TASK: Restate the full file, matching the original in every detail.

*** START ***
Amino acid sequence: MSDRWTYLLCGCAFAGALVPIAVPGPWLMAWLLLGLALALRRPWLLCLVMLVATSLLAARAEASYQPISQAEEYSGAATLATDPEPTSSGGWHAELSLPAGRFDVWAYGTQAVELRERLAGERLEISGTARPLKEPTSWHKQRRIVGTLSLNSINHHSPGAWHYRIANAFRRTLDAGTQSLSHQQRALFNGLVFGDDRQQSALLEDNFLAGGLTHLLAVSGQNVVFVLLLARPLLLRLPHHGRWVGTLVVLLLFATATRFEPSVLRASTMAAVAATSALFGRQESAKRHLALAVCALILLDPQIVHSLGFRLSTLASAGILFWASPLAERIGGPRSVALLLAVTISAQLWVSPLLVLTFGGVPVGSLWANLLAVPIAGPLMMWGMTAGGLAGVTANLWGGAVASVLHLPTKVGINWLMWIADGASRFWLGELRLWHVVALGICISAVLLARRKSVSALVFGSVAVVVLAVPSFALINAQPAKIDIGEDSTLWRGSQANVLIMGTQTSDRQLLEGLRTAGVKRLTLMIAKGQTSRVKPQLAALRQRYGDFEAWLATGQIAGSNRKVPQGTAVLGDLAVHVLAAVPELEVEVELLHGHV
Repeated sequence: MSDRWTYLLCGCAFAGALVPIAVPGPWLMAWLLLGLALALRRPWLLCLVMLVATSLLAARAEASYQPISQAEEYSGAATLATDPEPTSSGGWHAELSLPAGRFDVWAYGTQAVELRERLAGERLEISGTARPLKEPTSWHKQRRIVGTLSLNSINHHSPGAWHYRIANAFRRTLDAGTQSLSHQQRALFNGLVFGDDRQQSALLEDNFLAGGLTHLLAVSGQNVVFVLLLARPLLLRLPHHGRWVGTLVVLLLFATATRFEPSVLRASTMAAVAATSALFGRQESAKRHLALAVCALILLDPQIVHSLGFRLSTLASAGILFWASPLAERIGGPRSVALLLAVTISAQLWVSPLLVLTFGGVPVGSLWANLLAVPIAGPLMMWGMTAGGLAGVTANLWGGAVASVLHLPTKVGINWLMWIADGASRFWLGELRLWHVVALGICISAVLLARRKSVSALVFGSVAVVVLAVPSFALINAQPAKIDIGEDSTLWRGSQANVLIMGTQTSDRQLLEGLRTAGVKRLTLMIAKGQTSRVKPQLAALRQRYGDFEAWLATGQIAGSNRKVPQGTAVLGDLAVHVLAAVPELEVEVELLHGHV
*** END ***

Amino acid sequence: MSDRWTYLLCGCAFAGALVPIAVPGPWLMAWLLLGLALALRRPWLLCLVMLVATSLLAARAEASYQPISQAEEYSGAATLATDPEPTSSGGWHAELSLPAGRFDVWAYGTQAVELRERLAGERLEISGTARPLKEPTSWHKQRRIVGTLSLNSINHHSPGAWHYRIANAFRRTLDAGTQSLSHQQRALFNGLVFGDDRQQSALLEDNFLAGGLTHLLAVSGQNVVFVLLLARPLLLRLPHHGRWVGTLVVLLLFATATRFEPSVLRASTMAAVAATSALFGRQESAKRHLALAVCALILLDPQIVHSLGFRLSTLASAGILFWASPLAERIGGPRSVALLLAVTISAQLWVSPLLVLTFGGVPVGSLWANLLAVPIAGPLMMWGMTAGGLAGVTANLWGGAVASVLHLPTKVGINWLMWIADGASRFWLGELRLWHVVALGICISAVLLARRKSVSALVFGSVAVVVLAVPSFALINAQPAKIDIGEDSTLWRGSQANVLIMGTQTSDRQLLEGLRTAGVKRLTLMIAKGQTSRVKPQLAALRQRYGDFEAWLATGQIAGSNRKVPQGTAVLGDLAVHVLAAVPELEVEVELLHGHV
Repeated sequence: MSDRWTYLLCGCAFAGALVPIAVPGPWLMAWLLLGLALALRRPWLLCLVMLVATSLLAARAEASYQPISQAEEYSGAATLATDPEPTSSGGWHAELSLPAGRFDVWAYGTQAVELRERLAGERLEISGTARPLKEPTSWHKQRRIVGTLSLNSINHHSPGAWHYRIANAFRRTLDAGTQSLSHQQRALFNGLVFGDDRQQSALLEDNFLAGGLTHLLAVSGQNVVFVLLLARPLLLRLPHHGRWVGTLVVLLLFATATRFEPSVLRASTMAAVAATSALFGRQESAKRHLALAVCALILLDPQIVHSLGFRLSTLASAGILFWASPLAERIGGPRSVALLLAVTISAQLWVSPLLVLTFGGVPVGSLWANLLAVPIAGPLMMWGMTAGGLAGVTANLWGGAVASVLHLPTKVGINWLMWIADGASRFWLGELRLWHVVALGICISAVLLARRKSVSALVFGSVAVVVLAVPSFALINAQPAKIDIGEDSTLWRGSQANVLIMGTQTSDRQLLEGLRTAGVKRLTLMIAKGQTSRVKPQLAALRQRYGDFEAWLATGQIAGSNRKVPQGTAVLGDLAVHVLAAVPELEVEVELLHGHV